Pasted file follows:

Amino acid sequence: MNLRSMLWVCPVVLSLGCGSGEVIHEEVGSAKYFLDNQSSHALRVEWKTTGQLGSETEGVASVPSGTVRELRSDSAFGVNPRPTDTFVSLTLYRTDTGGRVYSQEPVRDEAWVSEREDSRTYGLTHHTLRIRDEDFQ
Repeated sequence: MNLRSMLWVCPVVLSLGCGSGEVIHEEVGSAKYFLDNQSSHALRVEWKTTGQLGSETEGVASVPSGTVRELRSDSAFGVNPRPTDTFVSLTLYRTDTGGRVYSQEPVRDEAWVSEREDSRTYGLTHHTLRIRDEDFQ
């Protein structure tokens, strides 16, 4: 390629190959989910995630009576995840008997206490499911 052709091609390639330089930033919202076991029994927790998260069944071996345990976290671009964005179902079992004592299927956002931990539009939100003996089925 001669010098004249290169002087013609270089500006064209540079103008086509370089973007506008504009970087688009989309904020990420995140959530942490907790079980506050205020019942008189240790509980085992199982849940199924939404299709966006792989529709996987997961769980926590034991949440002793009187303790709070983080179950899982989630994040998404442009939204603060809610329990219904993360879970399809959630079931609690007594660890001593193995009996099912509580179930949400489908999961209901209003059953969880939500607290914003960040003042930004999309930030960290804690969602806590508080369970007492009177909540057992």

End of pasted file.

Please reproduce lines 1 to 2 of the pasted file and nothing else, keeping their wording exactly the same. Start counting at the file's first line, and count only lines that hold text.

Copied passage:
Amino acid sequence: MNLRSMLWVCPVVLSLGCGSGEVIHEEVGSAKYFLDNQSSHALRVEWKTTGQLGSETEGVASVPSGTVRELRSDSAFGVNPRPTDTFVSLTLYRTDTGGRVYSQEPVRDEAWVSEREDSRTYGLTHHTLRIRDEDFQ
Repeated sequence: MNLRSMLWVCPVVLSLGCGSGEVIHEEVGSAKYFLDNQSSHALRVEWKTTGQLGSETEGVASVPSGTVRELRSDSAFGVNPRPTDTFVSLTLYRTDTGGRVYSQEPVRDEAWVSEREDSRTYGLTHHTLRIRDEDFQ